I saw Mac Rogers’ and Gideon Productions’ Sovereign last night, and not to crow about their achievements, but Mac, Sean and Jordana have pulled off absolutely transcendent theater. Don’t take my word for it: during its run, “Sovereign” was the best-reviewed show in New York City. Think about that. I feel honored to have seen it, even though I had to take the red-eye from LA to catch the final performance.
“Sovereign” was the last of a three-part series called The Honeycomb Trilogy, and while I was present for the reading of Part 1 (“Advance Man”), I didn’t see Part 2 (“Blast Radius”) and only know certain facts through bits of conversation and context.
By all measures and gossip, “Blast Radius” was the play everyone went bonkers over, maybe even sailing Gideon Productions into a sea change of different oceans, and yet I can say for a fact: you can see Part 1 and Part 3 together in one evening, be utterly moved, and never know anything was missing.
This is partly due to Mac’s burgeoning storytelling muscle, but it’s also a fascinating thing about art: many times we can experience something out of order, all fucked up, through a dirty lens, missing entire chunks… and still LOVE LOVE LOVE it.
At the Carolina Student Union, a bunch of us went to see “Taxi Driver” one night after a round of girl drinks. This being the pre-internet era, none of us had seen it before. The projectionist, it turns out, hadn’t either – and showed reel 1, then reel 3, then reel 2 (skipping the credits in reel 3 when he’d seen what he’d done). Thus about 75 of us watched “Taxi Driver” ENTIRELY OUT OF ORDER and WE HAD NO IDEA. And we still loved it.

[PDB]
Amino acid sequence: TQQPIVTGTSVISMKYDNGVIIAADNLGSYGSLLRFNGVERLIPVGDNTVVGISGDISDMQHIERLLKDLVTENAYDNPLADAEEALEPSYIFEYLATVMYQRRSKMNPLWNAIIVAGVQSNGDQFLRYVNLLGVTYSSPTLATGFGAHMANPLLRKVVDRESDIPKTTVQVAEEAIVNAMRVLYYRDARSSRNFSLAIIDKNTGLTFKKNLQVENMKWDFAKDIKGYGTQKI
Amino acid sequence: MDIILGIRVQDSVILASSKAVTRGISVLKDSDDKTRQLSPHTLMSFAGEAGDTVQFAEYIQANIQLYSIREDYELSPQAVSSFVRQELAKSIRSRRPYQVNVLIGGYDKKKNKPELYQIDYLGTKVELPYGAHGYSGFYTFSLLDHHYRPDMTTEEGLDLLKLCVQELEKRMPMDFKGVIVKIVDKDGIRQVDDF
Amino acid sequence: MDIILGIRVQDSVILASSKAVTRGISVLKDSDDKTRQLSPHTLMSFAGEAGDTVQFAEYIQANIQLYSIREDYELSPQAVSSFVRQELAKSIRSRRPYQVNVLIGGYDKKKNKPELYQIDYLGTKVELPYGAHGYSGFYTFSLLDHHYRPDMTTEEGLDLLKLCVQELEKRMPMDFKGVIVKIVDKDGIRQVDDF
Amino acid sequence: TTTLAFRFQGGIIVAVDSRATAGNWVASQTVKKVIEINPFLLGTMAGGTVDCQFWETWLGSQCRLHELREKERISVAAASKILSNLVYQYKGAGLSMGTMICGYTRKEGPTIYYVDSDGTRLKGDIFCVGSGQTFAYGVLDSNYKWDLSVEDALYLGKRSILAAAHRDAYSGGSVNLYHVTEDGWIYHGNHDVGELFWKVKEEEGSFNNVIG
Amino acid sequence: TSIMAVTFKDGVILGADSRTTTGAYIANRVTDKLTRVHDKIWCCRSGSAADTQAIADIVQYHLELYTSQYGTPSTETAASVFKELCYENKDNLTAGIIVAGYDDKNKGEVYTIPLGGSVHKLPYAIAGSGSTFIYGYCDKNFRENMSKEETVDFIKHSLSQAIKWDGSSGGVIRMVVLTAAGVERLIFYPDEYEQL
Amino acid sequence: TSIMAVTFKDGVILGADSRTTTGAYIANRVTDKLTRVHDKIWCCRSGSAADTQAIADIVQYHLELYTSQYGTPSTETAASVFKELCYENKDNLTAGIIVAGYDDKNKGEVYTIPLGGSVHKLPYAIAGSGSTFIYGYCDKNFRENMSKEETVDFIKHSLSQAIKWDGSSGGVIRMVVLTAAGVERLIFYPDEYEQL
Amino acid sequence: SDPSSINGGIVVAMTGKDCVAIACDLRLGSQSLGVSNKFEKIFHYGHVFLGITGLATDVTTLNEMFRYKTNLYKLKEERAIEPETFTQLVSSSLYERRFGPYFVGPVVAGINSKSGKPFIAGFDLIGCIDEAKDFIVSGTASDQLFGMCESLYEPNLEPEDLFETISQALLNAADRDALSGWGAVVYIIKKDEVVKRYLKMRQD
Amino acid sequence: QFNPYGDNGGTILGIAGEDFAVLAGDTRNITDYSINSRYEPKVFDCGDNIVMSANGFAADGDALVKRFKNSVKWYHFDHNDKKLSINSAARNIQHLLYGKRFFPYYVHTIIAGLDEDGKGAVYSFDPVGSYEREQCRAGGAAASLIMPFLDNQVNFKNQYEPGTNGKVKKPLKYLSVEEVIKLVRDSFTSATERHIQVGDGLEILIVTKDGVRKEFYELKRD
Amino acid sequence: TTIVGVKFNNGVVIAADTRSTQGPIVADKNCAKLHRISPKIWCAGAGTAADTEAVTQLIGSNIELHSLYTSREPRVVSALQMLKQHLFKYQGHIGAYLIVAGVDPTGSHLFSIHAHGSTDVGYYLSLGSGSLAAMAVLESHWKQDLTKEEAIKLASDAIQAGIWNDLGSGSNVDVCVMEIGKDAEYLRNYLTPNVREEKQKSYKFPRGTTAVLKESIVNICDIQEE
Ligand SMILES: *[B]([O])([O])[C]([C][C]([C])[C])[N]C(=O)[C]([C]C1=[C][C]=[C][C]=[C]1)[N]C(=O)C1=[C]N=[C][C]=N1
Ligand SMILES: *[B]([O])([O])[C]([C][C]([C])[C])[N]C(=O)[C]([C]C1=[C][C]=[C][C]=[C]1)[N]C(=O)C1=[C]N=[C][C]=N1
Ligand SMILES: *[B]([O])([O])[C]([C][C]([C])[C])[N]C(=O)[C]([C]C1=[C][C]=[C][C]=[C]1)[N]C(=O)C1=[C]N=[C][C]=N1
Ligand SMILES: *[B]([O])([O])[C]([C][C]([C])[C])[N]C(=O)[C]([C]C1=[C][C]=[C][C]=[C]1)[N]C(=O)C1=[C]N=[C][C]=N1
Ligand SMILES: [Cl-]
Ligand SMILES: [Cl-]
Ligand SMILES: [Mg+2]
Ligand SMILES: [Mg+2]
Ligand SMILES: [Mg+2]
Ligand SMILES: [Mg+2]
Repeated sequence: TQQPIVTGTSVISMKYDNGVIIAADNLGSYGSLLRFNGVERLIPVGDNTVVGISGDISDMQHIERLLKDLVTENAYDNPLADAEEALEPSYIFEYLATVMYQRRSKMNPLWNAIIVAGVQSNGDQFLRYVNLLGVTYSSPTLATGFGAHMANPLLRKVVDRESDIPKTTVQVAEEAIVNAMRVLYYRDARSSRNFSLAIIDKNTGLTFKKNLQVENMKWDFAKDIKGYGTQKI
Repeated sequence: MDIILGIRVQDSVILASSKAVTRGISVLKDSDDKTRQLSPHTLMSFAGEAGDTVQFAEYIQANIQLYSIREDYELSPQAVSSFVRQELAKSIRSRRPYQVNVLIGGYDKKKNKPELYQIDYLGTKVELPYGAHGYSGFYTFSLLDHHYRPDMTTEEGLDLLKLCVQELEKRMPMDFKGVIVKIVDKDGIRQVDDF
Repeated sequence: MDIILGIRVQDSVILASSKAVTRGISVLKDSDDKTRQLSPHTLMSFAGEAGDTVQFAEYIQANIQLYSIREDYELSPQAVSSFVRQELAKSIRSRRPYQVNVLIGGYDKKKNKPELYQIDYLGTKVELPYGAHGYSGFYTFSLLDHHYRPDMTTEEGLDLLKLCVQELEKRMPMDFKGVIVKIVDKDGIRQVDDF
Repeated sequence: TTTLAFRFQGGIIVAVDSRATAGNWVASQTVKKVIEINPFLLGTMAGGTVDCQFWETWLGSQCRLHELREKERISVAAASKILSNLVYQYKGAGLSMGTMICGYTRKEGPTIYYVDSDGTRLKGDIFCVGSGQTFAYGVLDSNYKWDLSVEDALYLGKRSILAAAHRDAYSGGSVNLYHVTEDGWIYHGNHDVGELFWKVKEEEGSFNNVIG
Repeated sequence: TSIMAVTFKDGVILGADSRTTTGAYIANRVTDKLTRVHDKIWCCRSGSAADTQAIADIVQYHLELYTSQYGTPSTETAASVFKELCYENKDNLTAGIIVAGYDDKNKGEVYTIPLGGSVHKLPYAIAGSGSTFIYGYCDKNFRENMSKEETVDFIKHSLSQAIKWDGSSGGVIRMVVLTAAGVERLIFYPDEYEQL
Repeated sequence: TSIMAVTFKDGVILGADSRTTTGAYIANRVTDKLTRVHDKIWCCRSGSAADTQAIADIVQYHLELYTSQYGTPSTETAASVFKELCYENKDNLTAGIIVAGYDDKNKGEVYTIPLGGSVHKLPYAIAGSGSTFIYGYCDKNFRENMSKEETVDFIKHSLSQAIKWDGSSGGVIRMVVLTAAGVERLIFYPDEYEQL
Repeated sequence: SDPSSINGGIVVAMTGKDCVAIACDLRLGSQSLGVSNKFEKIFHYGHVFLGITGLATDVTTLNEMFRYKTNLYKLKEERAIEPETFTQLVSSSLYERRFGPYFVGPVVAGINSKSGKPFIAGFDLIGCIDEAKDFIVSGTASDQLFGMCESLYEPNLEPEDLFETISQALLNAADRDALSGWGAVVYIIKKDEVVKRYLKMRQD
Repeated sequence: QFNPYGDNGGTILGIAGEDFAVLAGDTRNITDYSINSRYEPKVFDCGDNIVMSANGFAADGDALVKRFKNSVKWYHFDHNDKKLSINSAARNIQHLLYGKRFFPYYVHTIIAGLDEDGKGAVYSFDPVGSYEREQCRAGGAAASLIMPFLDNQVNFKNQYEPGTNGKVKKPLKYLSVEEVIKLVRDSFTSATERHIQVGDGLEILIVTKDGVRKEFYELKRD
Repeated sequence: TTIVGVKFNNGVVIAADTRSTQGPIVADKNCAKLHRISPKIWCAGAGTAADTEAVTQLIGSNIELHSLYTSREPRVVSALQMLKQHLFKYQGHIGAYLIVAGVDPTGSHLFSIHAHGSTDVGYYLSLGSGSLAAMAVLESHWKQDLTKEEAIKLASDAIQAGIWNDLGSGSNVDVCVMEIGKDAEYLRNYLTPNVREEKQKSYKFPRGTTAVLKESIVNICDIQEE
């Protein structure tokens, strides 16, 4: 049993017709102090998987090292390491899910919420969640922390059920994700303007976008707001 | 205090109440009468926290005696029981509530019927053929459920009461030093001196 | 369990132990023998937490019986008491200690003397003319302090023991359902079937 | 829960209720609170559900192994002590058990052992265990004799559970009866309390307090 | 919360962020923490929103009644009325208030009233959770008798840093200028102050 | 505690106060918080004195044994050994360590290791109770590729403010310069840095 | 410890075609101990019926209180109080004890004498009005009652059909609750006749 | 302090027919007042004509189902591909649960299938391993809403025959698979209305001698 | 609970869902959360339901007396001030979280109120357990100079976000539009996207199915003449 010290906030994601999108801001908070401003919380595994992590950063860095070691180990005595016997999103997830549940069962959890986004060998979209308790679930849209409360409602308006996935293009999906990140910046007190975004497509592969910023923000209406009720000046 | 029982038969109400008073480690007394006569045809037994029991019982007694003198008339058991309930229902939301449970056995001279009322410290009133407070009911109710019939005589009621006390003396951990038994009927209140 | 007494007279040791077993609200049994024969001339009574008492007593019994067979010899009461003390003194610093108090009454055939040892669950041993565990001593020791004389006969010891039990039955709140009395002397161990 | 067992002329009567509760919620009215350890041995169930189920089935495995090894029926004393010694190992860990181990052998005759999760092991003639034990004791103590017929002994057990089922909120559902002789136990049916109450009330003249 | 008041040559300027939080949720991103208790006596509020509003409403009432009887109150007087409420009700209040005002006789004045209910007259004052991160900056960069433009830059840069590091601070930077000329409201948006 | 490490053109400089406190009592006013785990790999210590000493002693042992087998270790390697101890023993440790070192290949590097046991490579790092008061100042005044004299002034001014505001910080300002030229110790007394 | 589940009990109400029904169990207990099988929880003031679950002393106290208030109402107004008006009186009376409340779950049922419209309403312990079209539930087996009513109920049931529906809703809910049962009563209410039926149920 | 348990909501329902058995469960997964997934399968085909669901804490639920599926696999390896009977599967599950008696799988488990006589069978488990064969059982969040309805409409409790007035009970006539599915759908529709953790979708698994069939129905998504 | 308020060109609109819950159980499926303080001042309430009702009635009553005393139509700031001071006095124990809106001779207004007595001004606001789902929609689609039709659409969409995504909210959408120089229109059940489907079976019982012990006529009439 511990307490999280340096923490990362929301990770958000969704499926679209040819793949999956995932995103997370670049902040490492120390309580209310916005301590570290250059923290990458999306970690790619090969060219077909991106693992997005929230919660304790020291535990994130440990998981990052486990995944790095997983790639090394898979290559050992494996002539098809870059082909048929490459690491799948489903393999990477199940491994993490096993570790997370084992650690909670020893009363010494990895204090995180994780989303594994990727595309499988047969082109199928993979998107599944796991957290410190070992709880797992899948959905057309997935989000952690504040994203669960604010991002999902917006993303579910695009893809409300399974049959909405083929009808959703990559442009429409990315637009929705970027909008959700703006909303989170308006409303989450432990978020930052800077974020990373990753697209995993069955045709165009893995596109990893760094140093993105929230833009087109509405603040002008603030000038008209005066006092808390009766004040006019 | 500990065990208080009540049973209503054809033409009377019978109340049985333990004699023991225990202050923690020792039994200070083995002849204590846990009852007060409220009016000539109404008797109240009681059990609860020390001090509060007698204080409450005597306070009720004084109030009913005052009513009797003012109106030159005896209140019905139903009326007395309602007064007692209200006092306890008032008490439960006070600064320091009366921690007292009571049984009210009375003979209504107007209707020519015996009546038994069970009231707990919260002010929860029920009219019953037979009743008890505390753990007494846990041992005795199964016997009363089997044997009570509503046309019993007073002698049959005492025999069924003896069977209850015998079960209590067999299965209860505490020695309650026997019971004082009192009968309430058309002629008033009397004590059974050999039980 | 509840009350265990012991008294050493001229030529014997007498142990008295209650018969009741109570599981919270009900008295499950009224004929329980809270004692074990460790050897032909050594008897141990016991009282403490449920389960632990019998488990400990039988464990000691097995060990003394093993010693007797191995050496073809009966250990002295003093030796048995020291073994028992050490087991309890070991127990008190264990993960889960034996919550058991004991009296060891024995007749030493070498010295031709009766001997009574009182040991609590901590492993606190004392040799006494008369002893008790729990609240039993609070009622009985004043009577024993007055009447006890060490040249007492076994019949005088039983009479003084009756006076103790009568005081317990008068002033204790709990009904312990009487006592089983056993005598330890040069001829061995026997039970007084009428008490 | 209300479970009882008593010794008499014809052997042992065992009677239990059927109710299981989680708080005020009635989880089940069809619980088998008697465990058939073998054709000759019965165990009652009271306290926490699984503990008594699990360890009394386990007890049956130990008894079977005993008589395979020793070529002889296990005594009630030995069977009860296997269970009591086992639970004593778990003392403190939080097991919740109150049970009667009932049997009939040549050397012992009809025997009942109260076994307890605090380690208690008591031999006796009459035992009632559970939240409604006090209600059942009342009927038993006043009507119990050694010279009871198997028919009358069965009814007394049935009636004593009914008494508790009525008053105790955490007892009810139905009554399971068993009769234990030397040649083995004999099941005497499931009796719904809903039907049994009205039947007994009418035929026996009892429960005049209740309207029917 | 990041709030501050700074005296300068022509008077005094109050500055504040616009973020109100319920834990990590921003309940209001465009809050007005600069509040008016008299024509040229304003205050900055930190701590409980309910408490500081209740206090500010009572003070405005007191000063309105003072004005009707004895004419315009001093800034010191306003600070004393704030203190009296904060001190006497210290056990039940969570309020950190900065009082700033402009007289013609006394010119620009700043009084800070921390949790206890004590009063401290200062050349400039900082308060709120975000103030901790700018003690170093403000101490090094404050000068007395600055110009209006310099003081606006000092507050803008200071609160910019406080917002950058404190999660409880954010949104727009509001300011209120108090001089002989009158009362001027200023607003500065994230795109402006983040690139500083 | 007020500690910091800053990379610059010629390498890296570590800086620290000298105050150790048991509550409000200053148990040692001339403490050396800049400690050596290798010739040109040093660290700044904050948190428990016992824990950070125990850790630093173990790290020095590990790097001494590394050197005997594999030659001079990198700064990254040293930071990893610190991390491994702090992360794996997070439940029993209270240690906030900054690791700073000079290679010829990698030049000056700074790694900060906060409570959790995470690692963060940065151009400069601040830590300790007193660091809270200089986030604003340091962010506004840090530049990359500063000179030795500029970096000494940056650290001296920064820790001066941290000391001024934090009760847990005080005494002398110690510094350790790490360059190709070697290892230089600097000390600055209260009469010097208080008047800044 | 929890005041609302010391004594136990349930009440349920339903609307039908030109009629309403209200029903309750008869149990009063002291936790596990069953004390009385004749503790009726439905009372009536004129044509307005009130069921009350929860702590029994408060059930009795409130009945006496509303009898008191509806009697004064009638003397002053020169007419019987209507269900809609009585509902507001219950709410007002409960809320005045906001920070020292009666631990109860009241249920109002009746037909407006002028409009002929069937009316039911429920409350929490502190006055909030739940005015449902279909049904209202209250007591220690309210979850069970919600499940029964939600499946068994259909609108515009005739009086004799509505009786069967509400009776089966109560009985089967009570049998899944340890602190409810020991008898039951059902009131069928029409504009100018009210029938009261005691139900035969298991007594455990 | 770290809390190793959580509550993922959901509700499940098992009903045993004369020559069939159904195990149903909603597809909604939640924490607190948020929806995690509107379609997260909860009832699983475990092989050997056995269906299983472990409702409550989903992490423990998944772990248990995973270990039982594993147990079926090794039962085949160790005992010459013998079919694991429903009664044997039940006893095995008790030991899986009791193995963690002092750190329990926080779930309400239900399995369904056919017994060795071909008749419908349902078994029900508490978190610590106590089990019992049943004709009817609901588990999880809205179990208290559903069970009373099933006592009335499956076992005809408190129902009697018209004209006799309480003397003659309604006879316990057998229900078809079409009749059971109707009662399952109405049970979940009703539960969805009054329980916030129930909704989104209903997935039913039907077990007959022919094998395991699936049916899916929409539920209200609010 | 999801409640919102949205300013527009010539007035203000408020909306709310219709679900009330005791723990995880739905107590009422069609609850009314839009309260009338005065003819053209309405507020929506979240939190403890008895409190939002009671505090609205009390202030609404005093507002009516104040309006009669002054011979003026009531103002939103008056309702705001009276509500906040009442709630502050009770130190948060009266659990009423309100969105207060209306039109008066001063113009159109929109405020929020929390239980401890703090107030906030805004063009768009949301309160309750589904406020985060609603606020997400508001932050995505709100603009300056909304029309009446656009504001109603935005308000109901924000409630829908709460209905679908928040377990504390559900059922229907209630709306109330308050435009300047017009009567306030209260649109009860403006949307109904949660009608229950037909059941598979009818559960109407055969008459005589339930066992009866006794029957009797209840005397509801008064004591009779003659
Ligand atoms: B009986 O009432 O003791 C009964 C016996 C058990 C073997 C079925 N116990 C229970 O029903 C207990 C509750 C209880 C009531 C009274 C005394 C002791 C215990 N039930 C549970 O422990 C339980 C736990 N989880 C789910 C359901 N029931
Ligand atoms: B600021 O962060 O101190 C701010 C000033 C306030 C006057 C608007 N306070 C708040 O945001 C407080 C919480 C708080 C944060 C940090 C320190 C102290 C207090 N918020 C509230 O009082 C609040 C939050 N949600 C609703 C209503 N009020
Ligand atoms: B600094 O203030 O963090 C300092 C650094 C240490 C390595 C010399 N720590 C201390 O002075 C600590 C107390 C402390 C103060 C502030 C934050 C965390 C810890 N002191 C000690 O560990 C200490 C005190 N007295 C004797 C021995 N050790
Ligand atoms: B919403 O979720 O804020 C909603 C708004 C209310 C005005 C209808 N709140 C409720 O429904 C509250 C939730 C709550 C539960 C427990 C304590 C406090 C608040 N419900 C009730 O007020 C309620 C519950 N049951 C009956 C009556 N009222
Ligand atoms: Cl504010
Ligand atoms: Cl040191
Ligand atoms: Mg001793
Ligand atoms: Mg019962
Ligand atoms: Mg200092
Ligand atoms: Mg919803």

Sure, it was a little confusing, and the middle seemed bizarrely violent, but then the flashback made sense, and it was all so awesome. It was about five years before I realized what had happened.
Another example? Let’s take the “Star Wars” hexaptych, where a brilliant, radical redaction has become de rigeur in a matter of months: The Machete Edit. Software blogger Rod Hilton posited this order of watching the Star Wars movies: Episode IV (the original), Episode V (Empire), Episode II (Clones), Episode III (Sith), then Episode VI (Jedi). YES, “THE PHANTOM MENACE” IS COMPLETELY DELETED.
As Hilton explains:
…this creates a lot of tension after the cliffhanger ending of Episode V. It also uses the original trilogy as a framing device for the prequel trilogy…
…not to mention you get rid of Jar-Jar Binks, you still get the “Luke, I am your father” at the right time, and, well, just read his excellent post.
Here we have the work of the famously-controlling George Lucas made a thousand times better by completely ignoring the beginning of his entire story, and possibly ten years of work. As a writer, the implications are pretty boggling.
Therein lies the lesson: you don’t get to decide how the world views your stuff, and an idea you’ll die defending is quite possibly your worst. I say this as a control freak myself – I will go back and change words ON THIS VERY BLOG ALL DAY LONG if I feel like it could have been better, even if nobody gives a damn one way or t’other.
I missed the “best” part of Mac’s trilogy, an entire third of it, and it doesn’t matter, I was still blown away. People weep in front of the Venus de Milo, and she doesn’t have any arms. I obsess over each word and plot point in our scripts, and one day they will turn into a TV pilot because a high-level exec will say, “I can’t remember what it was about, but it was pretty goddamned good.”